After more than 15 years removing snakes from people's homes in the Illawarra and greater Sydney, Sean Cade knows a thing or two about the reptiles.
Which was useful last week when, for the first time in his career, he was bitten - by a venomous red-bellied black snake.
"A bit of the fang broke off in my finger," Mr Cade said.
"So I had to go to my GP and we sussed it out under the microscope, as you do."
Mr Cade was lucky - the snake didn't inject venom as it bit him.
But as temperatures increase across southern NSW, Mr Cade said his own experience was a timely reminder for people to be wary.
"My advice to people is, if you can't identify it then treat it as venomous - that generally saves everyone."
Mr Cade said Wollongong, including the inner city, was a hot spot for venomous snakes, given how close it was to vast areas of bushland.
On average, he is called to six jobs in the Illawarra each week.
He said most species he came across were brown snakes, red-bellied blacks, copperheads or tigers.
NSW Ambulance has also called on people to be mindful of poisonous animals as the weather warms and snakes and spiders become more active.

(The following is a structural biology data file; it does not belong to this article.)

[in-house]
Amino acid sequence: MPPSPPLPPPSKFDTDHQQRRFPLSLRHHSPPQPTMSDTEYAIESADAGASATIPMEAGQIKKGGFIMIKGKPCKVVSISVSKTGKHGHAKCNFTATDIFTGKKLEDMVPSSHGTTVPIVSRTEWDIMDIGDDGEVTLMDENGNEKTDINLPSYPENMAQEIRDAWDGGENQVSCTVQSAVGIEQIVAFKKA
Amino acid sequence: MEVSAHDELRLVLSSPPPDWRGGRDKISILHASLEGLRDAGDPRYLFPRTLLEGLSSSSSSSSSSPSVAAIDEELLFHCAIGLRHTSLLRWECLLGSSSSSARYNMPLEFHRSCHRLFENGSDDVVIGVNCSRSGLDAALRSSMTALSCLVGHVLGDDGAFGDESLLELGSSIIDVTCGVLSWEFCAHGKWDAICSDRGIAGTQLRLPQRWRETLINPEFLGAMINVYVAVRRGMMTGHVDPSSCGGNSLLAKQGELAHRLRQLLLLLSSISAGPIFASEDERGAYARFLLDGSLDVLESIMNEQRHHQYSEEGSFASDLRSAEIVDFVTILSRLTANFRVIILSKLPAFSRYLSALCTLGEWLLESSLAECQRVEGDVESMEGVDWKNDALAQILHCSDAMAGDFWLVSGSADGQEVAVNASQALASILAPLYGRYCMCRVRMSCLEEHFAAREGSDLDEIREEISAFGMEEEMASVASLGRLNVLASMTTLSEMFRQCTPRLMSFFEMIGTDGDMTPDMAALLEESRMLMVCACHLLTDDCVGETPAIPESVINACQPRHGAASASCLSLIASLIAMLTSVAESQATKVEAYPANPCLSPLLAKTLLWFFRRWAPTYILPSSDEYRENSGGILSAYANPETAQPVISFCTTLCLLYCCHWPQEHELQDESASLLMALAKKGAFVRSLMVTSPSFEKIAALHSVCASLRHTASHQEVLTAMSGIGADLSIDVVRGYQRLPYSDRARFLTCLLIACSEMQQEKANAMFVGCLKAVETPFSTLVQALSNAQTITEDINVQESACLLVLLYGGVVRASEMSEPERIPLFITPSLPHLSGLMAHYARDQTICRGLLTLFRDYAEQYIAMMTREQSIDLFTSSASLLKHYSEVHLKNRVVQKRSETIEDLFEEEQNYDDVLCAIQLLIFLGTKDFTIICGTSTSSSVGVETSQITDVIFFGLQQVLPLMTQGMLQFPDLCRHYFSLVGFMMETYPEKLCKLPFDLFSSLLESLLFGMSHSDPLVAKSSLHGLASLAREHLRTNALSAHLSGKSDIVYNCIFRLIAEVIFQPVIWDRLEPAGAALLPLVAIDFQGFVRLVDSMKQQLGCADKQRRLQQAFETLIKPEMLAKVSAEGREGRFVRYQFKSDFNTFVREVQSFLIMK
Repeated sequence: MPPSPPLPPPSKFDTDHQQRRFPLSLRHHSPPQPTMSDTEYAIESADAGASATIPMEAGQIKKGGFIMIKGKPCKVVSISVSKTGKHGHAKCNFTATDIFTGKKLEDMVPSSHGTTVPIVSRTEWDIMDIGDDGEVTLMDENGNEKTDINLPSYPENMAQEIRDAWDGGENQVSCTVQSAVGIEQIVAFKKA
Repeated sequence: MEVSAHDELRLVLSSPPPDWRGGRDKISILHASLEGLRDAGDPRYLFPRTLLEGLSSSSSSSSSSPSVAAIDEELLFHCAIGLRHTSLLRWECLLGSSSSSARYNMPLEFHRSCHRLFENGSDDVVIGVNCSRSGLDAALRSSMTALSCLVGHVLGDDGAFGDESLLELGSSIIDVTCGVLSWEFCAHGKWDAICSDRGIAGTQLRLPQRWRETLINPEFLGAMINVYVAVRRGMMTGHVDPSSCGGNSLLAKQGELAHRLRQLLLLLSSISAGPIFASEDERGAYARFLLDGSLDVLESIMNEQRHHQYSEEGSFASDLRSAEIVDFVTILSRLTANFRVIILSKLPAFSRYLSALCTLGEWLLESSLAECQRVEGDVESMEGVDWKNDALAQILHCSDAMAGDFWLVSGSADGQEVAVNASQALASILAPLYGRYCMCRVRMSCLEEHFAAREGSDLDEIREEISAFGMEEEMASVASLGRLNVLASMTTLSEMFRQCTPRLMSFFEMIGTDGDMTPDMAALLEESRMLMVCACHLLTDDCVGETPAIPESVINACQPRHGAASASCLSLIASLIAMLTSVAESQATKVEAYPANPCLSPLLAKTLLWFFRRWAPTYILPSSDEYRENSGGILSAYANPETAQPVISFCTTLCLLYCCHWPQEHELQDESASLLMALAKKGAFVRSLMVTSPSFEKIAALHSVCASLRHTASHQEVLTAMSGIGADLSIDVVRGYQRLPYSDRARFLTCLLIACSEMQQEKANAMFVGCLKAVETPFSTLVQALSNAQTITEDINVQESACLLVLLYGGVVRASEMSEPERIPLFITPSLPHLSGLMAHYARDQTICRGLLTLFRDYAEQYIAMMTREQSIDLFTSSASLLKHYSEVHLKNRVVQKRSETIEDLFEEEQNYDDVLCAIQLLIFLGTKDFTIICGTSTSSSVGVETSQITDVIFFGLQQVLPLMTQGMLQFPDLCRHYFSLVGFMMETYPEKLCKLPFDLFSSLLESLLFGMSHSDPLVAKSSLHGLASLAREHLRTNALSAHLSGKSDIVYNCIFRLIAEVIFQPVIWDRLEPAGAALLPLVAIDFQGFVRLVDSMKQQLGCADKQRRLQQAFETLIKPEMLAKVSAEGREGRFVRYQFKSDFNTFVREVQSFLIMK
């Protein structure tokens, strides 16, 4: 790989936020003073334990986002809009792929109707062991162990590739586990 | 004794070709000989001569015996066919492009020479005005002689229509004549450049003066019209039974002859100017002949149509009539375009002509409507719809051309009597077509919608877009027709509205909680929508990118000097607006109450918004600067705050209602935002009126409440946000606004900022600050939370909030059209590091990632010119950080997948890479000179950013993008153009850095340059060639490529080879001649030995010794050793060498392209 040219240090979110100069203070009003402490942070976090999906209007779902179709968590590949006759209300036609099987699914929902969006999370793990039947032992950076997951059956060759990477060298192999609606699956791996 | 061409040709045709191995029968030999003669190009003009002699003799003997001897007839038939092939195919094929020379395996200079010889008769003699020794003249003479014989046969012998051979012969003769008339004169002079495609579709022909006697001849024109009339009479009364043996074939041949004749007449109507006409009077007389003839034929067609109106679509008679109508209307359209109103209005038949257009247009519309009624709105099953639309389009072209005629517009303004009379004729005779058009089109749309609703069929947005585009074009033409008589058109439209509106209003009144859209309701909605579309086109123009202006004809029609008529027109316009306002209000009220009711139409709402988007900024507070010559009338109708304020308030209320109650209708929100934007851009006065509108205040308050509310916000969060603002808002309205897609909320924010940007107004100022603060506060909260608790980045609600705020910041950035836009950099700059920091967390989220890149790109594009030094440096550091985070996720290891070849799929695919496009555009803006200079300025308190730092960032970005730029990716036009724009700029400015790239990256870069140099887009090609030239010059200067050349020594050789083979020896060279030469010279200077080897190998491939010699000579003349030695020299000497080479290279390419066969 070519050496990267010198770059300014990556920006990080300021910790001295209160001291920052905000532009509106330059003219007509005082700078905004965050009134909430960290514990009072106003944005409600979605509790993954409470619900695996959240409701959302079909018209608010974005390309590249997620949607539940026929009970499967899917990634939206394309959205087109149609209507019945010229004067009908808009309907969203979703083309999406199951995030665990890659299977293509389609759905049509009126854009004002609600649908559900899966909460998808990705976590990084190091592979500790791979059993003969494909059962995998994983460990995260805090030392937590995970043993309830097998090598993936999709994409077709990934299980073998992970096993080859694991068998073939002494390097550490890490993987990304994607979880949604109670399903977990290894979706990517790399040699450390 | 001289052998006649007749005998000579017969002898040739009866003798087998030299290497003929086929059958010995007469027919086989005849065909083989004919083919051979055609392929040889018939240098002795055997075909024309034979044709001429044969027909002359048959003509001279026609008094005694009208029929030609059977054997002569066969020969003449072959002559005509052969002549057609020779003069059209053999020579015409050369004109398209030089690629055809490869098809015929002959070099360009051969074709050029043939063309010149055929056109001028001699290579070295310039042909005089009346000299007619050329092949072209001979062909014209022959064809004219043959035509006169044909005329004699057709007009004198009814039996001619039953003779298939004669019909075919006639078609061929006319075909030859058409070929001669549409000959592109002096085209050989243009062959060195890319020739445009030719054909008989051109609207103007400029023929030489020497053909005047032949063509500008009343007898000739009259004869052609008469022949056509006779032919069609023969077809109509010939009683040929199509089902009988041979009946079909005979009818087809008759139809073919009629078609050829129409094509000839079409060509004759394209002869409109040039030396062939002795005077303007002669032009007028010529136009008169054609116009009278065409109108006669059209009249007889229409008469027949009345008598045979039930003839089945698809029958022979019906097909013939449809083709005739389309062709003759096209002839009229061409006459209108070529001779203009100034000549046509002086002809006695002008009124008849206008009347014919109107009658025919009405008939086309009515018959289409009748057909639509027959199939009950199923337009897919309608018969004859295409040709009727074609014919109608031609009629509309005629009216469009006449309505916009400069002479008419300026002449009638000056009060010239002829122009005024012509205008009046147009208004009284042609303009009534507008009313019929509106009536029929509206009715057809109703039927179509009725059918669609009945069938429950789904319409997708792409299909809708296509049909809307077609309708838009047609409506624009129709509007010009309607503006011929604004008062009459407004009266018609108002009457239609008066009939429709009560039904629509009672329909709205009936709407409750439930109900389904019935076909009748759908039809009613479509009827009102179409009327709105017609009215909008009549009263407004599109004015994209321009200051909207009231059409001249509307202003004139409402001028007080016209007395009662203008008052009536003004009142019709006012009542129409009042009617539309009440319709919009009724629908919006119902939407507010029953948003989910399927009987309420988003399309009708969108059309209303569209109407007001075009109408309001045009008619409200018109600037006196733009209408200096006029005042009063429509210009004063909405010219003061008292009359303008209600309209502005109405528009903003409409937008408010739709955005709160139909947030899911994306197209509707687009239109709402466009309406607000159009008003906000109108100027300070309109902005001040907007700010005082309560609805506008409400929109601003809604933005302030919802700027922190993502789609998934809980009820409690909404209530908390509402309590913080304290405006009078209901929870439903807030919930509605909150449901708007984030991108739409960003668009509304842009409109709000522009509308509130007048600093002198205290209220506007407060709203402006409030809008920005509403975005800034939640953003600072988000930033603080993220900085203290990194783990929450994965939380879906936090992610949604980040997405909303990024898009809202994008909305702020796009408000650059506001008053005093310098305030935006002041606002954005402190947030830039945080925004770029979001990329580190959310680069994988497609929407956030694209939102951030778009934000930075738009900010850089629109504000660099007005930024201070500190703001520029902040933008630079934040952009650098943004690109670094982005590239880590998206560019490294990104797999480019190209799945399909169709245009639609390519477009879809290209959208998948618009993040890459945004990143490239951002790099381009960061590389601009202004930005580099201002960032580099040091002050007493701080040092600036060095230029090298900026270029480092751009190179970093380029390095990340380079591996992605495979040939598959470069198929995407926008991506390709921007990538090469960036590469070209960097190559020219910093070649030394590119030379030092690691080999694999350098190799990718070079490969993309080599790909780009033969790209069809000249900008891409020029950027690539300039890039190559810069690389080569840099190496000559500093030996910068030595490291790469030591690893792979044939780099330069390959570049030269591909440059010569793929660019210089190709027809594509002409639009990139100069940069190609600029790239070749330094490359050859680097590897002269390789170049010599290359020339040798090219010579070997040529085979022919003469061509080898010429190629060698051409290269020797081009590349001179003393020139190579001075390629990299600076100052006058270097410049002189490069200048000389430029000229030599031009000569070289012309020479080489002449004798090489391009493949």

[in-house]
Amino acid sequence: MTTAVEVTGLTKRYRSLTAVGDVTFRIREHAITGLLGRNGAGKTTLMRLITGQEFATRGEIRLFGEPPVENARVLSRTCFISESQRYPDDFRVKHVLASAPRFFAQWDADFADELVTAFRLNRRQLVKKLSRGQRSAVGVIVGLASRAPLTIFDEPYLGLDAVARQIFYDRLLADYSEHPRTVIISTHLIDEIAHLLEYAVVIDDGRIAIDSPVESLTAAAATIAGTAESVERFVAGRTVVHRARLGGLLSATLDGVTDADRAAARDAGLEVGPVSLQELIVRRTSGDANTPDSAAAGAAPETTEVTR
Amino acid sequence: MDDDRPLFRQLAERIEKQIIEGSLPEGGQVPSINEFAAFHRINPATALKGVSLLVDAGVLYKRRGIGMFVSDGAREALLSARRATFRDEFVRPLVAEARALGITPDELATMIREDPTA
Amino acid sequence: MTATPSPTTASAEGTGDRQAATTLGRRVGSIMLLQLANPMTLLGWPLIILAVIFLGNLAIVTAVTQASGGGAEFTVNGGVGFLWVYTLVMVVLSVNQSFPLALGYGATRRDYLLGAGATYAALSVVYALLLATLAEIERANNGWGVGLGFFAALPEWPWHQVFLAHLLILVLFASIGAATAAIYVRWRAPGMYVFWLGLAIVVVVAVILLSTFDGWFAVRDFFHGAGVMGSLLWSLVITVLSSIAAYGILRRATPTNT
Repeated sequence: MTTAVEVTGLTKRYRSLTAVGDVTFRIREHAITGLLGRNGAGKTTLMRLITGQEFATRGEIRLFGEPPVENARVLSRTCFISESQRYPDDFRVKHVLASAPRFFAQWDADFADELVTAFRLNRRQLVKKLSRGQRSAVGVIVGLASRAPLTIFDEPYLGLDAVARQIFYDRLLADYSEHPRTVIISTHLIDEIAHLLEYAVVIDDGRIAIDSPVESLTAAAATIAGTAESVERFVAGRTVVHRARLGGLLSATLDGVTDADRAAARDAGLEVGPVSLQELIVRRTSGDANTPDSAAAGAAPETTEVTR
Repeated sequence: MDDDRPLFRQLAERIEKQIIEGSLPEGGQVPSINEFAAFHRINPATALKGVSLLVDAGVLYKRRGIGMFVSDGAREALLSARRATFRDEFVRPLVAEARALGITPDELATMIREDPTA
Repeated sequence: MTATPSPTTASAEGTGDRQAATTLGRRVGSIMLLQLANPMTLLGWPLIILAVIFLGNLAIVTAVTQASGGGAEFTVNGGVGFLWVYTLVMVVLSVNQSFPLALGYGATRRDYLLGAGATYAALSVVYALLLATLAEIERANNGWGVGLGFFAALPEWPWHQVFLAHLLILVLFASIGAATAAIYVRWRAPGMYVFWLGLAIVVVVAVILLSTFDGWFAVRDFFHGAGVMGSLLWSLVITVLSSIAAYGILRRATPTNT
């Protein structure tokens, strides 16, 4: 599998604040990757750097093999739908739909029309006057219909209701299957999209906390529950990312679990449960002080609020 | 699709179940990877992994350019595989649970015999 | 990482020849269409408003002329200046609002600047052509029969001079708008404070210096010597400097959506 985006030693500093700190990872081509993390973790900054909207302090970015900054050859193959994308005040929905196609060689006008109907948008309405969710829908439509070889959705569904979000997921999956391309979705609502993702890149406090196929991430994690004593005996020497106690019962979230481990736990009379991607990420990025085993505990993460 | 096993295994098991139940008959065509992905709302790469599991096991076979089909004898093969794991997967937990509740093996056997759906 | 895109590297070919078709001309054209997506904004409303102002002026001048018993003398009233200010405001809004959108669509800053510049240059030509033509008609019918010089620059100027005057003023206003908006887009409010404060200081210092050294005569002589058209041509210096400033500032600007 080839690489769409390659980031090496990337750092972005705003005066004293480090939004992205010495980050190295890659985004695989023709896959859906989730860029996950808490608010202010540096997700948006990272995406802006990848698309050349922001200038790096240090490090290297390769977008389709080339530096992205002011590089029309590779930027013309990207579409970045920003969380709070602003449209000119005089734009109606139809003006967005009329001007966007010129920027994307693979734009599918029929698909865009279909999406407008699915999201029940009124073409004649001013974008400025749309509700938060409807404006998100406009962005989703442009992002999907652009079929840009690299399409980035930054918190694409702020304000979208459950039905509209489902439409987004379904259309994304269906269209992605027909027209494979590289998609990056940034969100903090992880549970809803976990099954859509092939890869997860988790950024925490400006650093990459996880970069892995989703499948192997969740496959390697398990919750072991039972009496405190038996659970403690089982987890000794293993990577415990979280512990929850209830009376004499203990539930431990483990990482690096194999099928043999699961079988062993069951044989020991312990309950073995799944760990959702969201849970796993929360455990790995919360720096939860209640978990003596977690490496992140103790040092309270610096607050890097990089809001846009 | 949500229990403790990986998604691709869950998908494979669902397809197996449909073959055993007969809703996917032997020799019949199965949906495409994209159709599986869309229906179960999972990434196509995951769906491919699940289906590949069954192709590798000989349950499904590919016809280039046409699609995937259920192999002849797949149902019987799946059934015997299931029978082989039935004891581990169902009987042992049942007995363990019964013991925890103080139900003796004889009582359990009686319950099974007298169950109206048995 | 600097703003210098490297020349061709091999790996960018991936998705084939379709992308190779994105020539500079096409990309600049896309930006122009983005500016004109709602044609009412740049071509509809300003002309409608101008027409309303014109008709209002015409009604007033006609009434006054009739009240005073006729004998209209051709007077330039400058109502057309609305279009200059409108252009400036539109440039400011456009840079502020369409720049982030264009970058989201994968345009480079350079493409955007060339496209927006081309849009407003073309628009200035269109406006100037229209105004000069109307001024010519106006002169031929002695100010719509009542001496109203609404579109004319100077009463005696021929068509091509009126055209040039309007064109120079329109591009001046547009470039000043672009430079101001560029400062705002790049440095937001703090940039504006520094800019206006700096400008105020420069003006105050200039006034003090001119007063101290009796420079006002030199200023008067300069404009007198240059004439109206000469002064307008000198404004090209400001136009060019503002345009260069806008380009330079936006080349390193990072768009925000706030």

Between July 1 and September 29 across the state, paramedics attended 38 triple-0 calls for snake bites and 74 for spider bites. This season's first funnel-web bite was recorded on September 12.
There have been seven funnel-web bites so far this season, and with one scorpion sting.
Paramedics had previously experienced a busy spring and summer in 2012-13, responding to 288 calls for spider bites and 136 for snake bites across NSW.
In the past two months in the Illawarra, paramedics have treated a 12-year-old Corrimal girl, a 29-year-old Russell Vale woman and a 37-year-old Bomaderry woman for spider bites.
Snakes will only attack humans if hurt, provoked or cornered.